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Apologies if this is not the best SE site for asking this question, but I really wasn't sure which one would match. Posting anonymously because of the sensitive subject.

My fiancée and I recently married (civil marriage). We live in my native country, in Europe; my fiancée, who came here a couple years ago as a student, was born in Iran, from muslim parents, and thus legally a muslim, although she is agnostic at heart. I'm an atheist myself, though I was raised catholic (and know it well enough to pass off as christian if needed.)

Her parents are completely OK with our relationship, know we live together, have visited several times. They know of our beliefs, but they do have a lot of respect for me, as I meet their standards of virtue by my own morals, without the coercion of religion. The rest of her family a little bit less open-minded, but they can tolerate her marrying a christian, if not an atheist, something I have no trouble pretending to be.

However, If I understand correctly, from the point of view of the Islamic Republic of Iran, our marriage would not be considered valid if I'm not muslim.

Of course, all this will only be a problem if we decide to visit Iran. We are very happy with our life here, but she is not ready to abandon completely her family, and the perspective of never being able to return home, even as a tourist, is not easy for her.

Ensuring her safety is my first priority. What could be the consequences for her, if the government was to find out that she has married a non-believer abroad, even with the approval of her father?

I could convert, but if I understand correctly, apostasy is also punishable by death. That alone makes this belief system abhorrent to me. Furthermore, faking a conversion goes against my core values. I'm also worried of the possible consequences of being considered an apostate, or being caught not practicing. What would be the consequences for me, if I'm caught not observing Islam while we are visiting Iran?

I also wonder if, after the required time, when she applies for citizenship in my home country, she could drop her Iranian citizenship and be free from the religious laws applying to citizens?

  • How would you go about converting? What do you think this entails? I cannot provide an answer but I suspect it would be more useful to frame your question as being about the consequences of “pretending to be a Muslim" rather than “(fake) conversion”. – Relaxed Aug 17 '18 at 9:25
  • Please edit in links showing that from the point of view of the Islamic Republic of Iran, our marriage would not be considered valid if I'm not muslim and apostasy is also punishable by death. – user6860 Aug 17 '18 at 9:59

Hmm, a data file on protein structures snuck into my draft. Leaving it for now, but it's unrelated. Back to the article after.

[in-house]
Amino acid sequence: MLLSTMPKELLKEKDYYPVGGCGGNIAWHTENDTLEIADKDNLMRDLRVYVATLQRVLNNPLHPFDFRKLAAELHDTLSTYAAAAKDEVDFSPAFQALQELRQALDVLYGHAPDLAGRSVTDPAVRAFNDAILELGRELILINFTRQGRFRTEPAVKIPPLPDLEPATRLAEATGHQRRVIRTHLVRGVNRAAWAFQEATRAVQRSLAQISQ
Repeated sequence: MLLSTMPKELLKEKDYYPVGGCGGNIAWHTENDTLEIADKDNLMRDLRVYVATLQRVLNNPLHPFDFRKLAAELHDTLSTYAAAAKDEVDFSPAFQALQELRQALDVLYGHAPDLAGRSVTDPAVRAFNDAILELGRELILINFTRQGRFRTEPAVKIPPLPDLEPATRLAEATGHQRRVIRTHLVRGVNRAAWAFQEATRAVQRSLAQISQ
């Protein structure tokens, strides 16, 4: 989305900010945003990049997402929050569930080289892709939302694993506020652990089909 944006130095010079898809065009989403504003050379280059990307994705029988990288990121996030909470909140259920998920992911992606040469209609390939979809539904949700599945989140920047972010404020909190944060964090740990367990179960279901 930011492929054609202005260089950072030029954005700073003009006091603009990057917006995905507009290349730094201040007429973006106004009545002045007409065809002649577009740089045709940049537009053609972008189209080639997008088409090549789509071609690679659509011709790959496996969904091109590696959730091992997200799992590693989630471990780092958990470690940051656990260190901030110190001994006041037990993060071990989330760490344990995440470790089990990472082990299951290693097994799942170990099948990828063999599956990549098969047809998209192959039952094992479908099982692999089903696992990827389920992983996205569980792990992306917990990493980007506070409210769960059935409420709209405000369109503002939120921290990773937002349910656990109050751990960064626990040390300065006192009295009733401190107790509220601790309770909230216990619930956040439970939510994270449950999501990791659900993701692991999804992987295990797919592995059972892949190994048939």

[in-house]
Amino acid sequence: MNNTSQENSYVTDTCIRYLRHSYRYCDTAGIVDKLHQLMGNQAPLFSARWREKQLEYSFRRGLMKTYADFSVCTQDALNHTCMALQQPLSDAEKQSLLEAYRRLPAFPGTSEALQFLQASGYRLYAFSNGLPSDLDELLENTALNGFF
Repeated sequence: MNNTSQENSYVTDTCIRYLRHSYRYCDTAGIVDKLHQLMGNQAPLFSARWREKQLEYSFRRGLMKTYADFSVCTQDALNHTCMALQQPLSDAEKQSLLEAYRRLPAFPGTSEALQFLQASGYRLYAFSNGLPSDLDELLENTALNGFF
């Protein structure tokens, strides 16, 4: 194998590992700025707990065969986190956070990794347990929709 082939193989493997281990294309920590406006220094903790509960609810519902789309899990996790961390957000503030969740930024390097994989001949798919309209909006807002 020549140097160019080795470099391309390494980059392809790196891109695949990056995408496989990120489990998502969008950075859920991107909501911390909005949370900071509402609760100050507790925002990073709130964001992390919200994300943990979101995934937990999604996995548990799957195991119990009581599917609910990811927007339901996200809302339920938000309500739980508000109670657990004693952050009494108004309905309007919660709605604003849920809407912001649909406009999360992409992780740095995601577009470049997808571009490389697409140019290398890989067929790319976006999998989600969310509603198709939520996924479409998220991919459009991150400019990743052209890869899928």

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Is there a reason you have to be a husband to her in Iran? You could just come and go whenever you would like to and if asked by anyone just say I'm a friend of her visiting as a tourist.

I know this is annoying, but I think it's the safer way of faking a conversion to Islam. Although even faking is not a big deal, since they would not just monitor you here and there to see if you're practicing Islam or not. Most people here in Iran don't practice Islam anyway.

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As far as I know, a "fake conversion to Islam" is not possible. Here is the process of converting, as described by www.islamreligion.com:

Becoming a Muslim is a simple and easy process. All that a person has to do is to say a sentence called the Testimony of Faith (Shahada), which is pronounced as:

I testify “La ilaha illa Allah, Muhammad rasoolu Allah.”

These Arabic words mean, “There is no true god (deity) but God (Allah), and Muhammad is the Messenger (Prophet) of God.” Once a person says the Testimony of Faith (Shahada) with conviction and understanding its meaning, then he/she has become a Muslim.

You either convert or you don't, there is no way to do a "fake" conversion. If you don't say the words with conviction, then it's no conversion.

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    But if one says these words without conviction that would be a fake conversion, isn't it? – Ex Patriot Apr 10 '18 at 10:11
  • It would be no conversion. You either convert, or you don't. There's no "fake". And notice that there are no witnesses required, so nobody can prove or disprove that you converted anyway. There are no authorities that could say you converted or not. It's your own personal thing. – gnasher729 Apr 11 '18 at 11:54
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    @gnasher729 this is a semantic debate. The asker really wants to know what will happen if Iran authorities realise he is only passing himself off as a Muslim, but isn't one in reality. – user16259 Apr 11 '18 at 12:56
  • I think this answer is getting at something important the OP is confused about. Presumably, the OP is not interested in actively practicing Islam, attending a mosque, getting a certificate and go to the hajj or anything like that to lend credibility to his apparent conversion. So the question really boils down to: What are the risks and consequences of pretending to be a Muslim when visiting Iran? – Relaxed Aug 17 '18 at 9:29

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